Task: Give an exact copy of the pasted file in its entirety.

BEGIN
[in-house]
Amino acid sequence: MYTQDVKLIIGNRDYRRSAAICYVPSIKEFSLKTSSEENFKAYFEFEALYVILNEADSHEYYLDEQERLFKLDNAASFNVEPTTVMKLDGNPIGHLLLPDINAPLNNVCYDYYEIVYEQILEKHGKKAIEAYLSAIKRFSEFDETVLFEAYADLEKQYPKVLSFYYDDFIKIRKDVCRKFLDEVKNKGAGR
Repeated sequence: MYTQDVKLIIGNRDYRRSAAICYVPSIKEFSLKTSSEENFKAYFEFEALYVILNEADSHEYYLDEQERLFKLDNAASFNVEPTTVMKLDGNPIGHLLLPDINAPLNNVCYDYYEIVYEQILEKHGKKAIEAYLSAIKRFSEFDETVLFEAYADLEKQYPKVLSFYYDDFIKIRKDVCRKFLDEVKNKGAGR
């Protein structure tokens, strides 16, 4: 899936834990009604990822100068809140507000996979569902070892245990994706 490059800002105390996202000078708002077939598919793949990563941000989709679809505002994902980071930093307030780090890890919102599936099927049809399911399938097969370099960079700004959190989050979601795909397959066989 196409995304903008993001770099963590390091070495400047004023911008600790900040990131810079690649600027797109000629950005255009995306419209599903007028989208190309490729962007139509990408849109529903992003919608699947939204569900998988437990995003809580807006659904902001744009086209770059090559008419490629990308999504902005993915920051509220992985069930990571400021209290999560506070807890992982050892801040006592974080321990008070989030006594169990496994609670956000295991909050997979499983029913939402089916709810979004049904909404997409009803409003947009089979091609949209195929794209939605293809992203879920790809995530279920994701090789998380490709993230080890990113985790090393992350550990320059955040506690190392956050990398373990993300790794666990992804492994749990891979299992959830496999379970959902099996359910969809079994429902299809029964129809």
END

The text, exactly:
[in-house]
Amino acid sequence: MYTQDVKLIIGNRDYRRSAAICYVPSIKEFSLKTSSEENFKAYFEFEALYVILNEADSHEYYLDEQERLFKLDNAASFNVEPTTVMKLDGNPIGHLLLPDINAPLNNVCYDYYEIVYEQILEKHGKKAIEAYLSAIKRFSEFDETVLFEAYADLEKQYPKVLSFYYDDFIKIRKDVCRKFLDEVKNKGAGR
Repeated sequence: MYTQDVKLIIGNRDYRRSAAICYVPSIKEFSLKTSSEENFKAYFEFEALYVILNEADSHEYYLDEQERLFKLDNAASFNVEPTTVMKLDGNPIGHLLLPDINAPLNNVCYDYYEIVYEQILEKHGKKAIEAYLSAIKRFSEFDETVLFEAYADLEKQYPKVLSFYYDDFIKIRKDVCRKFLDEVKNKGAGR
């Protein structure tokens, strides 16, 4: 899936834990009604990822100068809140507000996979569902070892245990994706 490059800002105390996202000078708002077939598919793949990563941000989709679809505002994902980071930093307030780090890890919102599936099927049809399911399938097969370099960079700004959190989050979601795909397959066989 196409995304903008993001770099963590390091070495400047004023911008600790900040990131810079690649600027797109000629950005255009995306419209599903007028989208190309490729962007139509990408849109529903992003919608699947939204569900998988437990995003809580807006659904902001744009086209770059090559008419490629990308999504902005993915920051509220992985069930990571400021209290999560506070807890992982050892801040006592974080321990008070989030006594169990496994609670956000295991909050997979499983029913939402089916709810979004049904909404997409009803409003947009089979091609949209195929794209939605293809992203879920790809995530279920994701090789998380490709993230080890990113985790090393992350550990320059955040506690190392956050990398373990993300790794666990992804492994749990891979299992959830496999379970959902099996359910969809079994429902299809029964129809």